It’s not often that you can see a Grammy Award-winning group perform live for free, right in your own neighborhood—so be sure to catch St. Luke’s Chamber Ensemble next month at your local library. Read More ›

Punk and the [Anti-]Prom

Every year, my interns and I have the pleasure of working with the students at the High School for Fashion Industries in conjunction with the Library’s wonderful Anti-Prom projects, managed by our colleagues in Teen services. Past themes have included Goth, Monsters, Super Heroes, and Glam. This year was Punk.Read More ›

Archiving Amram: The Beauty of Now

In the following blog post David Amram shares his hopes for the upcoming programs. Read More ›

Beatles Overload? 5 Beatlesque Bands You Should Hear

You can't help it, you are just so jazzed that it is The Beatles' 50th Anniversary of their appearance on the Ed Sullivan Show that you've grown your moptop, dusted off your Hofner Bass and even broke out your 

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David Amram's New York

Join Amram, plus author Bill Morgen and sociologist Audrey Sprenger, for a walking tour of the Lincoln Center campus and other nearby cultural landmarks that have influenced his life and music. David has many inspirational and charming stories to share.Read More ›

Turn Left at Greenland: The Beatles Meet the Press

The Beatles were not only wonderful songwriters and singers, but they were experts at peppering their press conferences with wit—and avoiding real answers to meaningful questions.Read More ›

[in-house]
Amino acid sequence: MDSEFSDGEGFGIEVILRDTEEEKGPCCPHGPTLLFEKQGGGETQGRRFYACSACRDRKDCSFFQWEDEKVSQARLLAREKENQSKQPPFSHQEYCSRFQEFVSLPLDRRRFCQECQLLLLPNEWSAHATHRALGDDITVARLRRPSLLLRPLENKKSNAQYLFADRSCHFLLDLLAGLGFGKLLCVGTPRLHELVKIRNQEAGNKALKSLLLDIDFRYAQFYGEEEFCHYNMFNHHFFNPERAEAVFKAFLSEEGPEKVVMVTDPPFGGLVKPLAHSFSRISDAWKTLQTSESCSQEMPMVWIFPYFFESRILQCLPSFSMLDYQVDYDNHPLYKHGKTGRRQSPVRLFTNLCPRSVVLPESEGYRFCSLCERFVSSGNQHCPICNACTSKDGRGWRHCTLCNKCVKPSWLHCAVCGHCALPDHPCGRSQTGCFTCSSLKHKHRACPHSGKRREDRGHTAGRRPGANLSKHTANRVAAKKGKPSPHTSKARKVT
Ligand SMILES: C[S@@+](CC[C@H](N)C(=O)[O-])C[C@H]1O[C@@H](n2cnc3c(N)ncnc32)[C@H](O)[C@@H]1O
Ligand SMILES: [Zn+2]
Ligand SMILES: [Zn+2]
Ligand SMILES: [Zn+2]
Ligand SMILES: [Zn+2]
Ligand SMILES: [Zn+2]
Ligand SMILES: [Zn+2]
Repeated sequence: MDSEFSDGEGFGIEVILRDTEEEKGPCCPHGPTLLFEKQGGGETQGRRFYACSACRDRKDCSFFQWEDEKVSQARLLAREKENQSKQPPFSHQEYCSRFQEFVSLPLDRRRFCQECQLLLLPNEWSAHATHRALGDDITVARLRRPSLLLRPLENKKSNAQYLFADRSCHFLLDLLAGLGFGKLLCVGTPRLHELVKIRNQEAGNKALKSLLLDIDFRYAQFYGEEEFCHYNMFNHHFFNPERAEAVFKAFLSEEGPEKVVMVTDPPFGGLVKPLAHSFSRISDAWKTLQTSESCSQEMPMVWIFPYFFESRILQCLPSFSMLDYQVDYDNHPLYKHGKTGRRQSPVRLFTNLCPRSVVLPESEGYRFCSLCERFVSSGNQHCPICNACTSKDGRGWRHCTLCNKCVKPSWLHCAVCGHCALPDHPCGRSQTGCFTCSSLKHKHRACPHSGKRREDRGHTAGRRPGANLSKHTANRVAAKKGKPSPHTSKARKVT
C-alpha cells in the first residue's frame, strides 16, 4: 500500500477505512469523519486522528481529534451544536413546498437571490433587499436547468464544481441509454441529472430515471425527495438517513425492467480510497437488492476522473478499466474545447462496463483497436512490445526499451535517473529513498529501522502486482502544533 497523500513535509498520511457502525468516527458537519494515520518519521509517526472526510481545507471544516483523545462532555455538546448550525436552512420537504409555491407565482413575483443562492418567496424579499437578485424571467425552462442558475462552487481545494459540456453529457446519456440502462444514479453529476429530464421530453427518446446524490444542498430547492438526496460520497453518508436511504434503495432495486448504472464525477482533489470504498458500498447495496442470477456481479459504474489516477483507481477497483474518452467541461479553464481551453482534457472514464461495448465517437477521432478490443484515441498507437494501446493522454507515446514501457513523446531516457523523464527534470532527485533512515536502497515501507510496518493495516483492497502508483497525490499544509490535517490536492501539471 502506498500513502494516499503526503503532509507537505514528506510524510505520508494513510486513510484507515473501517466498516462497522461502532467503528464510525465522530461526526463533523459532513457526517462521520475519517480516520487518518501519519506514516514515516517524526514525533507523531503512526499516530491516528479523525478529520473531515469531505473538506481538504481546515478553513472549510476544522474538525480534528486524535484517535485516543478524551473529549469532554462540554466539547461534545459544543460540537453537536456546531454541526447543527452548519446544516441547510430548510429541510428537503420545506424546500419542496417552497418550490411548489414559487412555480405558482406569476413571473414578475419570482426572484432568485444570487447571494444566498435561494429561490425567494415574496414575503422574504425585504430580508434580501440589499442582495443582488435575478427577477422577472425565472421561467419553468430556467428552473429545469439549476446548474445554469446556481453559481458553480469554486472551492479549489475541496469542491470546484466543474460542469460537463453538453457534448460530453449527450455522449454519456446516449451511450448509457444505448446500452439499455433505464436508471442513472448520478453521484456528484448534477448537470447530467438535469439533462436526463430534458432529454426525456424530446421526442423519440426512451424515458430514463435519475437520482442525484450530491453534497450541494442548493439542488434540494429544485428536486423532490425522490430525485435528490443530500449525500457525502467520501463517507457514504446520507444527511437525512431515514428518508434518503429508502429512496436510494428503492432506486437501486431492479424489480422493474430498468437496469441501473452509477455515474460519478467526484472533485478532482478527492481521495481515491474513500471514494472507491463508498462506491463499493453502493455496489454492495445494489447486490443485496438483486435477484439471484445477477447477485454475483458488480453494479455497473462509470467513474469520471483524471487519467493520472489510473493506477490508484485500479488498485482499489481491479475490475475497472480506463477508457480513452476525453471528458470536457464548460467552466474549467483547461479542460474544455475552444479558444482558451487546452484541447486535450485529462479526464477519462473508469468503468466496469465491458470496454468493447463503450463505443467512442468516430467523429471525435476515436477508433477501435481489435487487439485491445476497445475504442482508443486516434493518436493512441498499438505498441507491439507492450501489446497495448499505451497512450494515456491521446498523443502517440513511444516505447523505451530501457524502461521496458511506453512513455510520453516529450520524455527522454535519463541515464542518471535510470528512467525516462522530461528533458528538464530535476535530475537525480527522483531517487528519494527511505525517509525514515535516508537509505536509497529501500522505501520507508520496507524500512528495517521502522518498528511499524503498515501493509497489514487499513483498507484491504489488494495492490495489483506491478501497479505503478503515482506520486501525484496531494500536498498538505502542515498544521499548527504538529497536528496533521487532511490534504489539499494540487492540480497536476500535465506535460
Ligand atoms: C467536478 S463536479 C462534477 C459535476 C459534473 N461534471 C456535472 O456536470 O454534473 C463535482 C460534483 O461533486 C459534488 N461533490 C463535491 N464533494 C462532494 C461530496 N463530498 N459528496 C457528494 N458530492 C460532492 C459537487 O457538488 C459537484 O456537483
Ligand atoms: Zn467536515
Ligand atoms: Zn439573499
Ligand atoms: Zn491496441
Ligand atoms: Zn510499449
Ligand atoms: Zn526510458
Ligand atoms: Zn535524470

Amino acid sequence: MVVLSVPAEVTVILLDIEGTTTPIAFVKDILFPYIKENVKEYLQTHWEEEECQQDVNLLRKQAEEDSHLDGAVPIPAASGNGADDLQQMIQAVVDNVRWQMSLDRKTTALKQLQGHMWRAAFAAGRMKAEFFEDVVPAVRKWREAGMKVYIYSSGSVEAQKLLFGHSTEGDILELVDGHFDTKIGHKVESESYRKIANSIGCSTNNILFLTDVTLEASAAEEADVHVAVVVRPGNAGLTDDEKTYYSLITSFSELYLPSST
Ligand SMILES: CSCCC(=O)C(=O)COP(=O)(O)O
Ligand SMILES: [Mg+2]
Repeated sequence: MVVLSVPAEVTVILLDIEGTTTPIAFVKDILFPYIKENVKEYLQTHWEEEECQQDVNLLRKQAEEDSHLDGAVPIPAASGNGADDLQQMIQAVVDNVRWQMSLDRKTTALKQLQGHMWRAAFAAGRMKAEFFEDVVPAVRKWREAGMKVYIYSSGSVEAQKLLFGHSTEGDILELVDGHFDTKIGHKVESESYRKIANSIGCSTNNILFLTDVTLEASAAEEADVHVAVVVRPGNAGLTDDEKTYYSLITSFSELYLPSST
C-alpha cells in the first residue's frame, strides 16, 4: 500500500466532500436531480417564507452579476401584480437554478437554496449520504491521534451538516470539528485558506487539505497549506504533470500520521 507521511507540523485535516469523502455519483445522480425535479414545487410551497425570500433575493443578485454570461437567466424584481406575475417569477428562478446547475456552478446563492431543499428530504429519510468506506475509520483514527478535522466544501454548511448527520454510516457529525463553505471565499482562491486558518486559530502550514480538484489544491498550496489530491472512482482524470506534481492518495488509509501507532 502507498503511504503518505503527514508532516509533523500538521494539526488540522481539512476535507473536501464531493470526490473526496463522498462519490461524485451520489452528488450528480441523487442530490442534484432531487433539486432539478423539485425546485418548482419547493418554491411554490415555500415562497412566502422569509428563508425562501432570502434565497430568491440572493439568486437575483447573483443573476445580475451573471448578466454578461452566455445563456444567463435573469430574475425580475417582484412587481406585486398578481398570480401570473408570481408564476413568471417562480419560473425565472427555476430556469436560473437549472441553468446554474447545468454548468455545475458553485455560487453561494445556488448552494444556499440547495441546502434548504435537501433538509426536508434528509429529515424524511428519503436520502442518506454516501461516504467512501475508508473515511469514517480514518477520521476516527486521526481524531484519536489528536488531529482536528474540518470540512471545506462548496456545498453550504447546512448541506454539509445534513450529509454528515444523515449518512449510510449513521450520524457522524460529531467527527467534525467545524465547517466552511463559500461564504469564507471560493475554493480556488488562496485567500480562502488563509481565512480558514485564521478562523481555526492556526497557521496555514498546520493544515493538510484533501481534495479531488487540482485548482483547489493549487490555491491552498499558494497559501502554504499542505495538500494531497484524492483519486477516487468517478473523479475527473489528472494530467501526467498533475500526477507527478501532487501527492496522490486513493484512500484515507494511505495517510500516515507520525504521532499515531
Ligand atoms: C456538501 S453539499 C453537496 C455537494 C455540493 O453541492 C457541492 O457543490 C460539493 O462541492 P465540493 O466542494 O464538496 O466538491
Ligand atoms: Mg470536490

I Read the Journal-American Today, Oh Dear: Beatles Files Part 2

I have been working in the Music Division since 1997 and have been a Beatles fan since I was ten years old. So, over the years, I have made an effort to keep track of any new Beatles’ related material that we acquire. The Music Division, like the theatre division, also has extensive clipping and photo files. Read More ›

Great Albums You Might Have Missed: Black 47's Fire of Freedom (1993)

I was sitting shotgun on DJ duty during a long volleyball road trip back in high school when I put on a new tape (yes, cassette days) that I was loving of a band I had recently seen playing live at SUNY Albany (yes, pre Internet days). The group was Black 47, the album

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The Holy Grail of the Percussion World, Part 1

William F. Ludwig himself put it best when he said, “On February 9th, 1964, a new musical event burst from the TV screens across America. The Beatles had arrived, featuring Ringo Starr and his Ludwig Black Oyster drums. Literally overnight everyone wanted a drum set like Ringo’s. The drum boom was born!”Read More ›

Finding a Life at The New York Public Library: Emily Dickinson, the Avid Music Collector

December 10th is the birthday of Emily Dickinson (1830-1886), a beloved poet who in her youth was a talented pianist and active music collector. The collections of The New York Public Library serve to illuminate those interests and activities in a variety of ways.

Archives & Special Collections,Amherst College, used with permission.In 1846, Emily Dickinson's second cousin, Olivia Coleman, wrote to Emily from Philadelphia: "We discovered a new Music Store, and I purchased the song 'I'm alone—all alone,' for I am truly alone without